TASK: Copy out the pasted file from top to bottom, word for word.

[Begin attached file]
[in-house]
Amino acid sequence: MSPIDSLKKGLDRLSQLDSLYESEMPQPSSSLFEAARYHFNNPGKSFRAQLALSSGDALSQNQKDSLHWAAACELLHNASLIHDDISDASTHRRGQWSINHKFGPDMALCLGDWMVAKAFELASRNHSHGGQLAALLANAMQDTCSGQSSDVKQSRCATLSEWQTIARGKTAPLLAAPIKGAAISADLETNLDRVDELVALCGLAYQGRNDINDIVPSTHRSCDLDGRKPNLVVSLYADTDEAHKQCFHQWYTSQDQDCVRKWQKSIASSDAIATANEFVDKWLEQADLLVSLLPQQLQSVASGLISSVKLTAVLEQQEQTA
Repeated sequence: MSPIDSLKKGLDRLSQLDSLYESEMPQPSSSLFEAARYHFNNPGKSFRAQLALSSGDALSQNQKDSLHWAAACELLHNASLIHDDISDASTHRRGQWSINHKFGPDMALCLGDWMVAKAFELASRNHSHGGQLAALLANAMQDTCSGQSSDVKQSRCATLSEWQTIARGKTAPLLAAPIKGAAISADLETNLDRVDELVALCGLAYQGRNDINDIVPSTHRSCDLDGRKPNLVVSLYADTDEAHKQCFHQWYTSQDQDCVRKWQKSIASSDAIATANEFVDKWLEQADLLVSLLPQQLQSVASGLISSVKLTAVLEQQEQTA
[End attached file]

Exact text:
[in-house]
Amino acid sequence: MSPIDSLKKGLDRLSQLDSLYESEMPQPSSSLFEAARYHFNNPGKSFRAQLALSSGDALSQNQKDSLHWAAACELLHNASLIHDDISDASTHRRGQWSINHKFGPDMALCLGDWMVAKAFELASRNHSHGGQLAALLANAMQDTCSGQSSDVKQSRCATLSEWQTIARGKTAPLLAAPIKGAAISADLETNLDRVDELVALCGLAYQGRNDINDIVPSTHRSCDLDGRKPNLVVSLYADTDEAHKQCFHQWYTSQDQDCVRKWQKSIASSDAIATANEFVDKWLEQADLLVSLLPQQLQSVASGLISSVKLTAVLEQQEQTA
Repeated sequence: MSPIDSLKKGLDRLSQLDSLYESEMPQPSSSLFEAARYHFNNPGKSFRAQLALSSGDALSQNQKDSLHWAAACELLHNASLIHDDISDASTHRRGQWSINHKFGPDMALCLGDWMVAKAFELASRNHSHGGQLAALLANAMQDTCSGQSSDVKQSRCATLSEWQTIARGKTAPLLAAPIKGAAISADLETNLDRVDELVALCGLAYQGRNDINDIVPSTHRSCDLDGRKPNLVVSLYADTDEAHKQCFHQWYTSQDQDCVRKWQKSIASSDAIATANEFVDKWLEQADLLVSLLPQQLQSVASGLISSVKLTAVLEQQEQTA